We are pleased to announce the availability of our Technical Preview of Docker Desktop for WSL 2!
As a refresher, this preview makes use of the new Windows Subsystem for Linux (WSL) version that Microsoft recently made available on Windows insider fast ring. It has allowed us to provide improvements to file system sharing, boot time and access to some new features for Docker Desktop users.
To do this we have changed quite a bit about how we interact with the operating system compared to Docker Desktop on Windows today:
To learn more about the full feature set have a look at our previous blog: Get Ready for Tech Preview of Docker Desktop for WSL 2 and Docker WSL 2 – The Future of Docker Desktop for Windows.
Want to give it a go?
- Get setup on a Windows machine on the latest Windows Insider build. The first step for this is heading over to the Microsoft and getting set up as a Windows Insider: https://insider.windows.com/en-gb/getting-started/
- You’ll need to install the latest release branch (at least build version 18932) and you will then want to enable the WSL 2 feature in Windows: https://docs.microsoft.com/en-us/windows/wsl/wsl2-install
- Then get Ubuntu 18.04 on your machine: Microsoft store.
- Finally, download the Tech Preview Docker Desktop for WSL 2 Technical Preview
If you are having issues or want more detailed steps, have a look at our docs here.
Things to try:
- Navigate between WSL 2 and traditional Docker
$ docker context ls to view the different contexts available.
The daemon running in WSL 2 runs side-by-side with the “classic” Docker Desktop daemon. This is done by using a separate Docker Context. Run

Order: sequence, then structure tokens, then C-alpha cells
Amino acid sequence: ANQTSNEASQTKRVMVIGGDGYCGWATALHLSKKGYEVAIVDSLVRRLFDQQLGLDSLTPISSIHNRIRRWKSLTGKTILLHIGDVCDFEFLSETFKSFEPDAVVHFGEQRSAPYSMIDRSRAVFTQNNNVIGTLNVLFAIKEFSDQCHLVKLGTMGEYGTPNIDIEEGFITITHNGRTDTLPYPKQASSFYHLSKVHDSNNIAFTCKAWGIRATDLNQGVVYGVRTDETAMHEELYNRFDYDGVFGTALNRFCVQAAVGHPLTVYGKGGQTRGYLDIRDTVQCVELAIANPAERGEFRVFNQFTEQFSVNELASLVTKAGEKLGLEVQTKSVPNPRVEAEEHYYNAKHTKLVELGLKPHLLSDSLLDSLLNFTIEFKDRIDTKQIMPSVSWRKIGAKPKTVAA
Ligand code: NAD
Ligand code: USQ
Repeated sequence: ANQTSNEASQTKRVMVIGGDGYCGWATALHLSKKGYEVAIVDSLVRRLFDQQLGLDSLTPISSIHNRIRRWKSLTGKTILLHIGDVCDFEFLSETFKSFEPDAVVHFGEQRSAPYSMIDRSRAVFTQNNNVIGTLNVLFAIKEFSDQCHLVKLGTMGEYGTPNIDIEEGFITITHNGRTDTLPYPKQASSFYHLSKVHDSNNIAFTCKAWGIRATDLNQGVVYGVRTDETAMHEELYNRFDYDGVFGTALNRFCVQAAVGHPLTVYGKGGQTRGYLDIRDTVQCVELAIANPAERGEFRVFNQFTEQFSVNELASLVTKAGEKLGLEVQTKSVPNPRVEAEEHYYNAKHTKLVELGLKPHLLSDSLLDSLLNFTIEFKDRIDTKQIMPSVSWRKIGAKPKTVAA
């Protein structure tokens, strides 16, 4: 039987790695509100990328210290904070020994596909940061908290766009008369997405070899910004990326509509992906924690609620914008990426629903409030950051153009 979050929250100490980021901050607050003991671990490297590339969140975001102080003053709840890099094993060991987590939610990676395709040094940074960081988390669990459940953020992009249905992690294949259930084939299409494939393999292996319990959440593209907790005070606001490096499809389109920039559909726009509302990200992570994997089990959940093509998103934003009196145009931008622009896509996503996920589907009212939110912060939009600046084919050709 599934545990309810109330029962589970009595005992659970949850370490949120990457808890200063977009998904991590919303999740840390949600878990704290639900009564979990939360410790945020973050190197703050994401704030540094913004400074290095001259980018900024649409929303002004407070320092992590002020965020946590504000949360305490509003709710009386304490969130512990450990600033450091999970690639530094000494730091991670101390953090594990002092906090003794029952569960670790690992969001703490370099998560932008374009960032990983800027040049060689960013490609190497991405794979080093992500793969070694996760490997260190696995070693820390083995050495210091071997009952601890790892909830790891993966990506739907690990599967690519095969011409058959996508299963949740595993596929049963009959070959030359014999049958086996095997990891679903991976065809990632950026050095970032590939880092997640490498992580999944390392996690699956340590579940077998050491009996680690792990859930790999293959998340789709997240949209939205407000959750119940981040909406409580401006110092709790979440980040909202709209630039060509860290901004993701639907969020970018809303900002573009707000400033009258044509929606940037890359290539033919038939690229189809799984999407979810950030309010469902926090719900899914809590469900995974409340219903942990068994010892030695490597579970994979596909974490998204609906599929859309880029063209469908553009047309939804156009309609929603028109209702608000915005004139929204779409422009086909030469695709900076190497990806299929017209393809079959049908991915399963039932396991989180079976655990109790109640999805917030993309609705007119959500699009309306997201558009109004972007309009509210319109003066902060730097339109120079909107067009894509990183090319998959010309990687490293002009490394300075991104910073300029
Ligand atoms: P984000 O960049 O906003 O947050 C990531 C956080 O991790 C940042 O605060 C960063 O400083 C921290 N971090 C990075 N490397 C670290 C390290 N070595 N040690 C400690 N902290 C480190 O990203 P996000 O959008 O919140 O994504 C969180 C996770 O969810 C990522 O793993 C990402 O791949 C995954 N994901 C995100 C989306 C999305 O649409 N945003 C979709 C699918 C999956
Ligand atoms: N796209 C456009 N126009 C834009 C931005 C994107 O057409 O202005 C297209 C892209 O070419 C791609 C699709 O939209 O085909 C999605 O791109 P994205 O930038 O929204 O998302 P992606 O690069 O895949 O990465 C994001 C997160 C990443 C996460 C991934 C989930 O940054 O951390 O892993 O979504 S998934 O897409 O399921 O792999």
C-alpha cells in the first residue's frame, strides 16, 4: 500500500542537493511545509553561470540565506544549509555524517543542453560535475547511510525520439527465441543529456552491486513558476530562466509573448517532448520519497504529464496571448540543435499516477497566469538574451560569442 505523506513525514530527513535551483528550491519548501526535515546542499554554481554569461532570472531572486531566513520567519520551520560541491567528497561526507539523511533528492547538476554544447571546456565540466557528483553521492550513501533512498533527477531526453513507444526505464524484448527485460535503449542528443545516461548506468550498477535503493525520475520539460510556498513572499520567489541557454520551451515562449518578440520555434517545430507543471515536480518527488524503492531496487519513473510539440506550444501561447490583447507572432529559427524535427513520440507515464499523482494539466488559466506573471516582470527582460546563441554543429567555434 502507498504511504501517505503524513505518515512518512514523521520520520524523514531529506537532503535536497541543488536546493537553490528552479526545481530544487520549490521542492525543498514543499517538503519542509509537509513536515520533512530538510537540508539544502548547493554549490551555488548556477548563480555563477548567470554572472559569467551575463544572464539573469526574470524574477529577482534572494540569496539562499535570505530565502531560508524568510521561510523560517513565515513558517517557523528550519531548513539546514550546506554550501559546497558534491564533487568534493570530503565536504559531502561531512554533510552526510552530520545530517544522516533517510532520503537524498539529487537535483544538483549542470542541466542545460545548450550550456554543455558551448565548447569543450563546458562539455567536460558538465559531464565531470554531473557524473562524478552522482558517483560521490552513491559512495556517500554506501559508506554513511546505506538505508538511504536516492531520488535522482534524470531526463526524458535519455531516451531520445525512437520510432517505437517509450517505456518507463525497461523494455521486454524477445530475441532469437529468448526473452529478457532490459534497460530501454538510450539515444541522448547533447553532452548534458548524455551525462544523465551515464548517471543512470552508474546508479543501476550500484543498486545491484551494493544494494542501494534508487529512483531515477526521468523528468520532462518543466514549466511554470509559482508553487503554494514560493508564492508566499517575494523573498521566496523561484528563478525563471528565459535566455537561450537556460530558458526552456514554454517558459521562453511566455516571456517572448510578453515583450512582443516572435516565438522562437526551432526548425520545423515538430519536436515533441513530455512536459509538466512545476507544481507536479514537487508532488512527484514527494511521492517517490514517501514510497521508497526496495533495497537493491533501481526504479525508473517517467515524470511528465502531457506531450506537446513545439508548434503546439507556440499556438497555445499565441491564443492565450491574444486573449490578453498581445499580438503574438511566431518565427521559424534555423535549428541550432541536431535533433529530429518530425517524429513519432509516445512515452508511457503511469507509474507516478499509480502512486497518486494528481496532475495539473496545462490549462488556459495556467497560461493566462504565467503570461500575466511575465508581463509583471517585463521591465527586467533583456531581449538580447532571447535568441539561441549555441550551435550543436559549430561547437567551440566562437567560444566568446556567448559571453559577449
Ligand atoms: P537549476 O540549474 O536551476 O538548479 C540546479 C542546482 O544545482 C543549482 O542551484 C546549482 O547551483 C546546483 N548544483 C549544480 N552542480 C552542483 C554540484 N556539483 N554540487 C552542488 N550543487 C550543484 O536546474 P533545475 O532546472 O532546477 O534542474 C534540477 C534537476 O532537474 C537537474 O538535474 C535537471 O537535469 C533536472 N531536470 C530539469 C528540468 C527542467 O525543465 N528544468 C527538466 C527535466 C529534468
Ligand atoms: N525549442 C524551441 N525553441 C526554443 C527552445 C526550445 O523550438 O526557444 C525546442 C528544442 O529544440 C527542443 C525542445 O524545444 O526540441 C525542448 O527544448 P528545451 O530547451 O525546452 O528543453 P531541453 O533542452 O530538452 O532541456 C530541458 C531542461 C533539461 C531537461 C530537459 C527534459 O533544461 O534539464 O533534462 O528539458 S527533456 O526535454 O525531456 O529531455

`docker context use wsl` to use the WSL 2 based daemon, and
`docker context use default` to use the Docker Desktop classic daemon. The “default” context will target either the Moby Linux VM daemon or the Windows Docker daemon depending if you are in Linux or Windows mode.
- Access full system resources
$ docker info to inspect the system statistics. You should see all of your system resources (CPU & memory) available to you in the WSL 2 context.
- Linux workspaces
Source code and build scripts can live inside WSL 2 and access the same Docker Daemon as from Windows. Bind mounting files from WSL 2 is supported, and provides better I/O performance.
- Visual Studio remote with WSL
You can work natively with Docker and Linux from Visual Studio Code on Windows.
If you are a Visual Studio Code user make sure you have installed the plugin from the marketplace. You can then connect to WSL 2 and access your source in Linux, which means you can use the console in VSCode to build your containers using any existing Linux build scripts from within the Windows UI.
For full instructions have a look through Microsoft’s documentation: https://code.visualstudio.com/docs/remote/wsl
- File system improvements:
If you are a PHP Symfony user let us know your thoughts! We found that page refreshes went from ~400ms to ~15ms when we were running from a Linux Workspace.